Environmental Educator: Christy Flynn

With over 20 years of experience in the classroom and in environmental education workshops, Christy Flynn makes a big difference in the lives of her students and coworkers, as well as in the fate of our wetlands.

Q:  What subject(s) & grade(s) do you teach? 

A:   I teach 5th grade science and social studies at South Grant Elementary, which is located in Grant Parish.

Q:   Why is it important to you to teach about Louisiana wetlands, and how does it align with your teaching  philosophy?  

A:   So often our science curriculum focuses on big “world” problems like rainforests. It’s hard for the kids to wrap their heads around those, because they are so unfamiliar. When we talk about the Louisiana wetlands, they know them. They’ve visited them with their families. They have stories.  Louisiana is our home. If anyone is going to take the lead in solving the problems it should be us. I feel that we should prepare students for the real world. We should teach them to solve real world problems, problems that directly affect their lives. We should give them the power to take the lead in learning about these issues and then working on finding solutions. We need a generation of problem solvers, not problem causers!

Q:  In what ways do you encourage your students to be proactive/involved in environmental stewardship?  

A:  We talk about ways that they can help, because they often feel that because they are “just kids” that there’s nothing they can do. We talk about small things like picking up trash. Using reusable water bottles instead of plastic bottles, and sharing what they’ve learned with the people in their lives. We talk about how small changes can have a big impact.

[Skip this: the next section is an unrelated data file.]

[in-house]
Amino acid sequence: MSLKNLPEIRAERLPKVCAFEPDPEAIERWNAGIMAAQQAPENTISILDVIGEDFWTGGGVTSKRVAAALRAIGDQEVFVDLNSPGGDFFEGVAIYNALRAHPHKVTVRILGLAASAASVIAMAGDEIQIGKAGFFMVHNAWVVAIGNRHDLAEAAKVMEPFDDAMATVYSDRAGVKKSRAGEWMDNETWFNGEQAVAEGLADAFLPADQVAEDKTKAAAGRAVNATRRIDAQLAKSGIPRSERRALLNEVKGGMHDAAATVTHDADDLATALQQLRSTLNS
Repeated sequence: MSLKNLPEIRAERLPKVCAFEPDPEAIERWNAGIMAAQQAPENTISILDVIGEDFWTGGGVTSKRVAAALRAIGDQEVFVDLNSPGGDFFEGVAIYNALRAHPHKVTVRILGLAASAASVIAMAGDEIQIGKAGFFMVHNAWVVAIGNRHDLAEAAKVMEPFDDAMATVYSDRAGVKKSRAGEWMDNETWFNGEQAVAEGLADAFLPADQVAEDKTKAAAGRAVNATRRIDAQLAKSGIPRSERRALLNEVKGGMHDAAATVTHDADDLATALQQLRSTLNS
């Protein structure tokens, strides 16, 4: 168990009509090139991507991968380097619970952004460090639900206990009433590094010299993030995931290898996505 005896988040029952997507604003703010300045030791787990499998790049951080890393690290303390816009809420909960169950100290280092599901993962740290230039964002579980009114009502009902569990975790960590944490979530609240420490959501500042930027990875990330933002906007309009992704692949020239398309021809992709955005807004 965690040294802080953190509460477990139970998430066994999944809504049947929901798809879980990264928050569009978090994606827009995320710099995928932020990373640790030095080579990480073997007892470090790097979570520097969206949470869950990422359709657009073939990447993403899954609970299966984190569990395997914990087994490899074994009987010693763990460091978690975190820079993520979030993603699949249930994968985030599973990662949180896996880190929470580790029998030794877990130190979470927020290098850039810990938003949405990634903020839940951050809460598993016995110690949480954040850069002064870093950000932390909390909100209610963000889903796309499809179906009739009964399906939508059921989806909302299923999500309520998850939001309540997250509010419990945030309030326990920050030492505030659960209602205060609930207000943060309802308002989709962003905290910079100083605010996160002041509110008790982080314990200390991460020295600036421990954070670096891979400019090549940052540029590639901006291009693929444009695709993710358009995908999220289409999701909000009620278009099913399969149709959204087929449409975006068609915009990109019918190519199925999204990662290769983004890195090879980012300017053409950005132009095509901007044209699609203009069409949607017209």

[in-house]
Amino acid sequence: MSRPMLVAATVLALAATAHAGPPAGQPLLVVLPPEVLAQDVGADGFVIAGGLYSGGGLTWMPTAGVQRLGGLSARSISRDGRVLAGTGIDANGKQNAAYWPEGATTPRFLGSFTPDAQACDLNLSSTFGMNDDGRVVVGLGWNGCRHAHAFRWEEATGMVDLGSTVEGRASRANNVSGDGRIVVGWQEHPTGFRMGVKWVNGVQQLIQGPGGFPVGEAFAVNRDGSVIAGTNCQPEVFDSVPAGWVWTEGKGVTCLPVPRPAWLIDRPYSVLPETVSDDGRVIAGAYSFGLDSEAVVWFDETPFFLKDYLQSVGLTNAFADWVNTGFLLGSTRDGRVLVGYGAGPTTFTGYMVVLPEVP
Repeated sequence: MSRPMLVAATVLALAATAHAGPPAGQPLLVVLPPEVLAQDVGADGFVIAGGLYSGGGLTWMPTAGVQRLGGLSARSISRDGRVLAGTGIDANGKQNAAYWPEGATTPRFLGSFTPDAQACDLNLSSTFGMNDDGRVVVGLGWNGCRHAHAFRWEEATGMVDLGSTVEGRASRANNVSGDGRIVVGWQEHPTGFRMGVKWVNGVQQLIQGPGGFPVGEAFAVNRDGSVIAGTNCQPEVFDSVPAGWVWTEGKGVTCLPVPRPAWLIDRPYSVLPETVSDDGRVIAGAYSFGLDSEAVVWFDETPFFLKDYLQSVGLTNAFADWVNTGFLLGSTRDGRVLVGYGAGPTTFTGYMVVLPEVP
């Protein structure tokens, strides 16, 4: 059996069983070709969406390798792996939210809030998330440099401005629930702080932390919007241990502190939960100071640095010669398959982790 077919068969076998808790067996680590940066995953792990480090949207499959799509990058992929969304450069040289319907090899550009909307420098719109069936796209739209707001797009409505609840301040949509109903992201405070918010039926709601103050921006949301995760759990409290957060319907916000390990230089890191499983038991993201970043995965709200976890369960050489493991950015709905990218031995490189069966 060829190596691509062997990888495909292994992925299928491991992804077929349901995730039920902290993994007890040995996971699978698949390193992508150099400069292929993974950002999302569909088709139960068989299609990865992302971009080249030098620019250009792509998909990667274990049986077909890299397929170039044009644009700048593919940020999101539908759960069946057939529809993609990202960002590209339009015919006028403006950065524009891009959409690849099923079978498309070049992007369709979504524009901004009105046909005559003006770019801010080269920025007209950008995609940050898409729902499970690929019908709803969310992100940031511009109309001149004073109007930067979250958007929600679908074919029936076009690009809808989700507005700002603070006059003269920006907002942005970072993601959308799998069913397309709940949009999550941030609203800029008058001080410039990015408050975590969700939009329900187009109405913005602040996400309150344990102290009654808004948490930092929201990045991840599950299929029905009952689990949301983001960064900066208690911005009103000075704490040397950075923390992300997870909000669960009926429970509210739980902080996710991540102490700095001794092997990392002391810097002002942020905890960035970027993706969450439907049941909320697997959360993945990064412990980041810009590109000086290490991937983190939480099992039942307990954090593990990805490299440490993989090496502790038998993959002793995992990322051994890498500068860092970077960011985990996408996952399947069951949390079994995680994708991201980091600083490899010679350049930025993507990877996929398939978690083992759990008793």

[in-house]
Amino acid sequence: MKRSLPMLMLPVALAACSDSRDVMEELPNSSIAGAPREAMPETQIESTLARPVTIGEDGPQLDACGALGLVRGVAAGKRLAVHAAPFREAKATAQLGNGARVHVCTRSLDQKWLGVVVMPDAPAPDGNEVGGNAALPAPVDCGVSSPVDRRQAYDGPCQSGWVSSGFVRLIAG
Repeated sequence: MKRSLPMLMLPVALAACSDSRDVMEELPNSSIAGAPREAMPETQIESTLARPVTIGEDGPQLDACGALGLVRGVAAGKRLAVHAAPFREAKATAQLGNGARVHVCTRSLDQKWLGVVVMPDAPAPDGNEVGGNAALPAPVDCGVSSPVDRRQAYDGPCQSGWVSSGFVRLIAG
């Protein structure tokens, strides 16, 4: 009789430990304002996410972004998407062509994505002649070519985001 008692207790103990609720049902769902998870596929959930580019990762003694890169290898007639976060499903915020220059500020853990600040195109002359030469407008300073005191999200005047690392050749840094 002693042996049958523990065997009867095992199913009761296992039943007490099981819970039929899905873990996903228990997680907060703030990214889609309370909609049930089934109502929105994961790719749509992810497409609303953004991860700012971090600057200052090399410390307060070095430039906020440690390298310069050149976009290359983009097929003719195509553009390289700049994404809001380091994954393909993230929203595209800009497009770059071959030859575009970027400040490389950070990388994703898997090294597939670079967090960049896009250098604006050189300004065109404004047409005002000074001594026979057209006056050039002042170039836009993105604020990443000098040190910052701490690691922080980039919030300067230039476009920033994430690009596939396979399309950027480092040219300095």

Q: Describe your favorite lesson/activity that you use in your classroom to teach about Louisiana wetlands.    

A:   In 1999 I was introduced to Grand Terre and what was happening on our coast by two amazing educators, Paul Jackson and Angela Capello. After that first year at Wetshop, I was hooked. I became a volunteer instructor with Wildlife and Fisheries, which gave me the chance to see the changes for myself, every summer as we returned to Grand Terre, and then to Grand Isle.  I show pictures of the changes I’ve seen over the years. I tell them why it matters to me. Then we do a walkthrough of posters showing a variety of things and the students have to decide if it will positively or negatively affect the wetlands, and how. They also have to decide if it’s a naturally occurring thing, or something caused by humans. Ultimately, they all negatively impact them and most are caused by humans. It’s very eye opening. We explore each of the situations, building of canals, invasive species, etc. Another thing we do that I love is to visit the CWWPRA page, “I Remember”, and listen to some of the stories of people directly impacted by coastal land loss. That makes it very real for my students. 

Q:  What would you say to a student who is hesitant or not interested in participating in a lesson about  Louisiana wetlands?

A:  I have them every year. That child who just feels like they’re not connected to the problem. We talk about all the different wetlands, and which ones we have here. Most have a memory of a fishing trip, a boat ride, a walk in the woods. Sometimes that’s the hook that gets them. We look at the watershed map, at how important Louisiana wetlands are to the nation. I challenge them to learn how they can truly change the future, not just for them, but for the nation.  

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